Yankees: All-Time Top Runs Producers in Franchise History

Andy Marlin-USA TODAY Sports
Andy Marlin-USA TODAY Sports /
2 of 6
Mandatory Credit: Adam Hunger-USA TODAY Sports /

#5 Derek Jeter

Derek Jeter finished with an overall score of 29 and could have finished higher if not for a 20th place finish in on-base percentage. With Jeter, though, the numbers barely begin to tell the story of his value to the Yankees over the span of a twenty-year career.

Appointed by former Yankees owner, George Steinbrenner, as Team Captain, Jeter led his team, by example, to five World Championships. As a first-round pick by the Yankees (sixth overall), Jeter arrived in the Bronx with widely acclaimed expectations for a cup of coffee in 1995, appearing in only fifteen games.

It was in the following year, though, that Jeter would put up was to become a trademark season for him. 1996 saw Jeter hitting .314 with 183 hits, 103 runs scored, and an on-base percentage of .370. Both the hits total and OPB would improve as the years went on. But under the tutelage and watchful eye of manager Joe Torre, Jeter would quickly acclimate himself to what is required to excel at the major league level, and perhaps just as importantly, what it takes to excel as a New York Yankee.

Jeter was the type of player who always rose to the occasion with the big hit or the big play that turned a game around

From there, he became a well-oiled machine in the Yankees lineup, ranking first in total hits as a Yankee (3,465) and second in runs scored (with 1,923). But again, that is not the actual measure of the player Jeter was because he was the type of player who always rose to the occasion with the big hit or the big play that turned a game around. Examples abound, but let’s just take a couple to make the point.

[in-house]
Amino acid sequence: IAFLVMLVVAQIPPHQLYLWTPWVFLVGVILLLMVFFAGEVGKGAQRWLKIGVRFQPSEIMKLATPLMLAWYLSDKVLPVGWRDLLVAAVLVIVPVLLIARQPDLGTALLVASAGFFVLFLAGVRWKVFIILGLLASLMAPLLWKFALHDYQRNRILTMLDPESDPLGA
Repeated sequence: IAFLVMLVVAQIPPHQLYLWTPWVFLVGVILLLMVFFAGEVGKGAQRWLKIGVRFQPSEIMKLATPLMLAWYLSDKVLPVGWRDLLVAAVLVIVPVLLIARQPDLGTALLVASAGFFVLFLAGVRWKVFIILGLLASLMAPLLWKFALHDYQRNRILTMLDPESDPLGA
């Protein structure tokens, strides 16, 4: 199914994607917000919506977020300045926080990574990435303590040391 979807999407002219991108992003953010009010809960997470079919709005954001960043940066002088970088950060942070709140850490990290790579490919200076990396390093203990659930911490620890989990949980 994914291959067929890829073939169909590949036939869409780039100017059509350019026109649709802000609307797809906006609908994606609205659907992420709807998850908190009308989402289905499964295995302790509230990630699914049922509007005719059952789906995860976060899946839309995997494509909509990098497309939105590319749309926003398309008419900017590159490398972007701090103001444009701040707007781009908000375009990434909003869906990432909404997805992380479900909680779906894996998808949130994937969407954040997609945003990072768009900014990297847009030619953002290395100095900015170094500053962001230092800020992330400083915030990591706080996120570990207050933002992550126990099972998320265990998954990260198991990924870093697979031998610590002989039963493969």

The first one, ironically, is not an example of his ability as a run producer, but as a run and game saver from the defensive side of the game. It’s included here because it shows the natural instincts Derek Jeter had for the sport of baseball. He had no business being where he was on the field when Jeter made this play in Game 3 of the 2001 ALDS against the Oakland A’s, but Jeter was there, and he made the play, now known as “The Flip.”

On the offense side, Jeter had many compelling run producing moments as well. The one that follows earned him the title as “Mr. November”. It was a takeoff on the title claimed by Reggie Jackson as Mr. October, stemming from his performance in the 1977-78 World Series victories by the Yankees.

The magic occurred on October 31, 2001, in Game 4 of the 2001 World Series when Jeter stepped to the plate just as the clock ticked past midnight to face Byung-Hyun Kim.

As you might guess, Derek Jeter is the only member of this top run producing team of Yankees who are not sluggers., although he still ranks as number nine in home runs and sixth in RBI. But, it is his ability to manufacture hits and score runs that catapult him to this level.

That, together with all the intangibles he brought to the team as a leader, marks him as one of the greatest Yankees of all-time. He is on the ballot for election to the Baseball Hall Of Fame in 2020.